Following an unplanned pregnancy and the lack of support from her community, a young adult and her cousin travel from their home state of Pennsylvania to New York City, as it is the closest place she can get an abortion without her parents consent.
Let’s face it: life has been tough for women in modern society today. From being constantly objectified by their male colleagues to overcoming the current gender wage gap, they have not always had the chance to succeed. Sure, some progress has been made in recent years, but there is still a lot more that needs to be done. Especially for access to abortion, as not every women who needs one can, a topic that has been widely discussed in most regions today, namely the United States. And after seeing writer and director Eliza Hittman’s stirring drama on this subject matter, it is clear that younger victims need the help the most.
The most relatable thing about this story is not only how our two main characters Autumn (Sidney Flanigan) and Skylar (Talia Ryder) come from a smaller community that is hardly ever noticed, but how they deal with their problems, made more challenging as they do not feel comfortable asking anyone for help. It may seem like their town understands her plight, but no one ever takes the time to talk with her and see the issue from her perspective. That is until she tells her cousin Skylar about the news, to which she immediately responds by asking her how she can help and what needs to be done. When one analyzes its themes on women’s health and companionship, it is pretty clear that the only people who will understand their situation is women themselves, mainly those who they have the closest relationships with.
In an early scene, Autumn goes in for a check up to her doctor (a female), but instead of asking her how she is thinking or trying to answer any of the questions she might have, the doctor is mainly focused on steering her away from an abortion. Not knowing what else to do, Autumn pushes it to the back of her mind, hoping that her pain will work itself out. When Skylar finds out however, she does pretty much anything she can to help her out, such as stealing funds from her job to pay for Autumn’s abortion to staying by her side throughout the entire trip, a commentary on the power that friendship and loyalty have, for those that need it the most.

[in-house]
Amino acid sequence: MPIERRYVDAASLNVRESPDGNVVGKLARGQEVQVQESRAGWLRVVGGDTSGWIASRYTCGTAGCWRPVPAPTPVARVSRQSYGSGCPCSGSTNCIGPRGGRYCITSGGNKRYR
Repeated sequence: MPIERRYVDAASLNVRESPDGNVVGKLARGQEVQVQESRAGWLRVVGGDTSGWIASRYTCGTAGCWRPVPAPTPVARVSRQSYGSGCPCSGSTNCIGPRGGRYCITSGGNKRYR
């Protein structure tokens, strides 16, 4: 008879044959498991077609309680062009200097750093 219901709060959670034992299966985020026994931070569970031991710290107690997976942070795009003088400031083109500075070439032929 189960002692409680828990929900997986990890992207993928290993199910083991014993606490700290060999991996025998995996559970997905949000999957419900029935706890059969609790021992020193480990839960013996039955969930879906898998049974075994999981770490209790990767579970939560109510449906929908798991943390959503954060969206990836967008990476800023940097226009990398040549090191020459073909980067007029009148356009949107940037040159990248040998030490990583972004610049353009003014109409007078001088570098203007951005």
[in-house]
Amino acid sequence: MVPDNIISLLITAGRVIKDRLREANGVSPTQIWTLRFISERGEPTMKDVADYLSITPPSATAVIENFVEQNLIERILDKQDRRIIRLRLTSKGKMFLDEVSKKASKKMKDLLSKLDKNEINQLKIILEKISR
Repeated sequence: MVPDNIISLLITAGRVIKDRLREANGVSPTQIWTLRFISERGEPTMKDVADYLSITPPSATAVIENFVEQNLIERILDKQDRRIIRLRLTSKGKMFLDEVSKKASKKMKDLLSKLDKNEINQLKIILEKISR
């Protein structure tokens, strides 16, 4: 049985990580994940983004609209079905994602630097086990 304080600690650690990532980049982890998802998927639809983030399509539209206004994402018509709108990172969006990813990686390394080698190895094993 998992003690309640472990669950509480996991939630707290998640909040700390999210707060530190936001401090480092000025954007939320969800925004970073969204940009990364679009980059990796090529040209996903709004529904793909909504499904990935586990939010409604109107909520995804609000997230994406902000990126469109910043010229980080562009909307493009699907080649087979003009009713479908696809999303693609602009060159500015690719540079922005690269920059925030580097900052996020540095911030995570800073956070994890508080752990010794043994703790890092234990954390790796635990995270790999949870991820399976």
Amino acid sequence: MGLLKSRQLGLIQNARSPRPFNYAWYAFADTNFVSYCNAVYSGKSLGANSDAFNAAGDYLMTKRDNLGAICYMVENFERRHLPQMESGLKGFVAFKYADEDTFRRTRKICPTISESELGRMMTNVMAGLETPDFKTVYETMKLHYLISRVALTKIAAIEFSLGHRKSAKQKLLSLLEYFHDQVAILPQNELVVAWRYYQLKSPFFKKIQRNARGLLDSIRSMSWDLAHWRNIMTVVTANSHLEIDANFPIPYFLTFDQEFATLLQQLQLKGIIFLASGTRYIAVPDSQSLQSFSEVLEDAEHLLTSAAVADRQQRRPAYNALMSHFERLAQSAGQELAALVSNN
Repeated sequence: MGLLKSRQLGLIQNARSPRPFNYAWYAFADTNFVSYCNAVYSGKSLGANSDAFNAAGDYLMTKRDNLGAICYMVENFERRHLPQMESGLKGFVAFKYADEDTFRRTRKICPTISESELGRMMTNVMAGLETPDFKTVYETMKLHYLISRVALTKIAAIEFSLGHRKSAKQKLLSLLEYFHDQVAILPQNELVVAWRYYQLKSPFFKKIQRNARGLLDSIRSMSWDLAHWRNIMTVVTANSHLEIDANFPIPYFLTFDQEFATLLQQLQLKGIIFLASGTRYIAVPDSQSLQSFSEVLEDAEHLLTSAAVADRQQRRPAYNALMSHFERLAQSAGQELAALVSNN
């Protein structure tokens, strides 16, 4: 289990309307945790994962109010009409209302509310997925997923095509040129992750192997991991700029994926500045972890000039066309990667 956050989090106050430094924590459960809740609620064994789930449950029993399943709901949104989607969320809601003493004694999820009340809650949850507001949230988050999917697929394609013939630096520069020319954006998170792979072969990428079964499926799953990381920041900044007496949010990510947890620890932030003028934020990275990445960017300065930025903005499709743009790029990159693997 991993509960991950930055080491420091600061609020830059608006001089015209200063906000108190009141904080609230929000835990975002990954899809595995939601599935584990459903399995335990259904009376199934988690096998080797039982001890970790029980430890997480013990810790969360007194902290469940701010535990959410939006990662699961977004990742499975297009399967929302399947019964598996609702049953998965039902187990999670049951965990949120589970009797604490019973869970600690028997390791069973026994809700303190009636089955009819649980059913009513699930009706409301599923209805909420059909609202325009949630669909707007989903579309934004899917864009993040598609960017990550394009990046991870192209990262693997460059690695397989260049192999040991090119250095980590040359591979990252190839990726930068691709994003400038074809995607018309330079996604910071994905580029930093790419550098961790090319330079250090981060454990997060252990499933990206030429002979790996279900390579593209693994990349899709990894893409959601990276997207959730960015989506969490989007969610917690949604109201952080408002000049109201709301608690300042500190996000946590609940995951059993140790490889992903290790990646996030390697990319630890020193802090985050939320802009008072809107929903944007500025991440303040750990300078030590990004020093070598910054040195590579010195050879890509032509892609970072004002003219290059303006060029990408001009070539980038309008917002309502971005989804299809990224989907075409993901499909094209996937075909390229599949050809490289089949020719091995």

Unfortunately, traits like these ones must be mutual between people for them to have any effect. Individual members can often be taken advantage of, when the responsibility of others triumphs their own dignity, but the film explores the other side of relationships, showing the dangers of being entitled and how that can hurt those we care about the most. But the biggest positive here is the female perspective of the story. The legality of abortion is already stressful for so many women, as most males and religious groups constantly try to insert their own beliefs and political views into their situations.
On top of that, the procedures are general expensive, especially for the women who are having it, as it relieves themselves of the financial stress that having a child can cause. Even more so, teen pregnancies are a bigger issue in this area, as most young adults are not even finished with school yet, let alone having dependable jobs and father figures for their own children. Unlike most films about teen pregnancy that show the issue from both sides, the film wisely shows the plight of women instead, the ones who struggle with having and raising kids the most, made even more difficult as most fathers in this situation do not bother to stick out and help out. The visuals and score are strikingly beautiful, but the technical standout is the realistic performances from Sidney Flanigan and Talia Ryder who’s chemistry carry this entire movie from start to finish.
Nothing they say or do feels out of place, and gives the film a more grounded sense to it, resulting in some of the best acting of the year so far. The story is a little slow, however, and though it may bother some viewers, it takes its time to go over every issue, and not rush through them, which could led to a weaker narrative overall. The emotion is not as strong though, but the story and actresses are powerful enough to show audiences the problems they are facing, allowing the film to be more relatable in the end. Other than that, this is a near perfect commentary on abortion, that will remembered for how it choose to highlight the perspectives of it’s victims rather than their families who rarely understand the physical and mental toll having the procedure takes on them.
Never Rarely Sometimes Always is a near perfect film that wisely highlights the issues of teen pregnancy and abortion, while also being a heartfelt story on the power of friendship and loyalty. Even though its narrative is slowly paced, it gives audiences more time to understand the issues present, but from the perspective of those who are the most at risk in the situation. It is less focused on opposing parties like families, as they may not always be there for them in the long run. The chemistry between Sidney Flanigan and Talia Ryder carry this film from start to finish, as they are realistic and empower its strong themes, even in the smallest of ways. While other lighthearted films with the same subject matter may be more entertaining for audiences, its mature tone, commentary and striking technical work allow it be more impactful and realistic for demographics of any age.
Have you seen Never Rarely Sometimes Always yet? If so, what are your thoughts on the movie? Let us know in the comments section of our website or on our Twitter and Instagram accounts, and stay tuned to Kernel for all the latest movie and tv updates and reviews.